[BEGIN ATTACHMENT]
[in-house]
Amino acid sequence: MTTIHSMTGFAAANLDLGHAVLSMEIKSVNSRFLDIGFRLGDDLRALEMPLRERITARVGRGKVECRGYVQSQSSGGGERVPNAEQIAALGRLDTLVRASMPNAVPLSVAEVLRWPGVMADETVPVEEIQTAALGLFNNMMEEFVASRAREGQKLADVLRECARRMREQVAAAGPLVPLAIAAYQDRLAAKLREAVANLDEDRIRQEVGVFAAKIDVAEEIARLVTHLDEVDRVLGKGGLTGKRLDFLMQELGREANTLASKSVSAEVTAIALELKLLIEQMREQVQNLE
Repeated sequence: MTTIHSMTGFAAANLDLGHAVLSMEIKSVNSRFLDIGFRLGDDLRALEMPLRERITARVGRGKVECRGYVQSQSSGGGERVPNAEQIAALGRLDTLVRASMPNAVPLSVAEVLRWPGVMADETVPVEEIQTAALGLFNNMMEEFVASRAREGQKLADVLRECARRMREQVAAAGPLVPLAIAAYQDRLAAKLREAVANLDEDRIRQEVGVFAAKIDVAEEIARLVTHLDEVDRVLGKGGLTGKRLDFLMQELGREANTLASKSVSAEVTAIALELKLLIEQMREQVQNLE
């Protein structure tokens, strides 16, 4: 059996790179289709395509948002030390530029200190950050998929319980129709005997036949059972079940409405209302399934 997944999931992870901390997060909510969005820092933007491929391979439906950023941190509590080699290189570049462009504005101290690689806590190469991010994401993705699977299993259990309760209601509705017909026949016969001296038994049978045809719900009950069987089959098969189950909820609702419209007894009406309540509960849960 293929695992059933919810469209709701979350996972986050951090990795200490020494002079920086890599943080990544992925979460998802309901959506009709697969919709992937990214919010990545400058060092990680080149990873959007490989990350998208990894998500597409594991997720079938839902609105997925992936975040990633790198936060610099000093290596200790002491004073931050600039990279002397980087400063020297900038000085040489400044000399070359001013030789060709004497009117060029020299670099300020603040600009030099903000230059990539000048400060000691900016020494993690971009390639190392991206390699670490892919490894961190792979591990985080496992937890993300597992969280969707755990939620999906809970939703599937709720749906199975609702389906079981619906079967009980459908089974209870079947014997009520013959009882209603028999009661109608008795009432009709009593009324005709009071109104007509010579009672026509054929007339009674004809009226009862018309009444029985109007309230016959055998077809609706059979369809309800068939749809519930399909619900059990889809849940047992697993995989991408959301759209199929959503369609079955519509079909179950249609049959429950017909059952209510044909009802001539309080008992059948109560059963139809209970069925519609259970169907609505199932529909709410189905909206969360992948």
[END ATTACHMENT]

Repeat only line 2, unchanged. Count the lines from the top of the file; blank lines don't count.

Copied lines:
Amino acid sequence: MTTIHSMTGFAAANLDLGHAVLSMEIKSVNSRFLDIGFRLGDDLRALEMPLRERITARVGRGKVECRGYVQSQSSGGGERVPNAEQIAALGRLDTLVRASMPNAVPLSVAEVLRWPGVMADETVPVEEIQTAALGLFNNMMEEFVASRAREGQKLADVLRECARRMREQVAAAGPLVPLAIAAYQDRLAAKLREAVANLDEDRIRQEVGVFAAKIDVAEEIARLVTHLDEVDRVLGKGGLTGKRLDFLMQELGREANTLASKSVSAEVTAIALELKLLIEQMREQVQNLE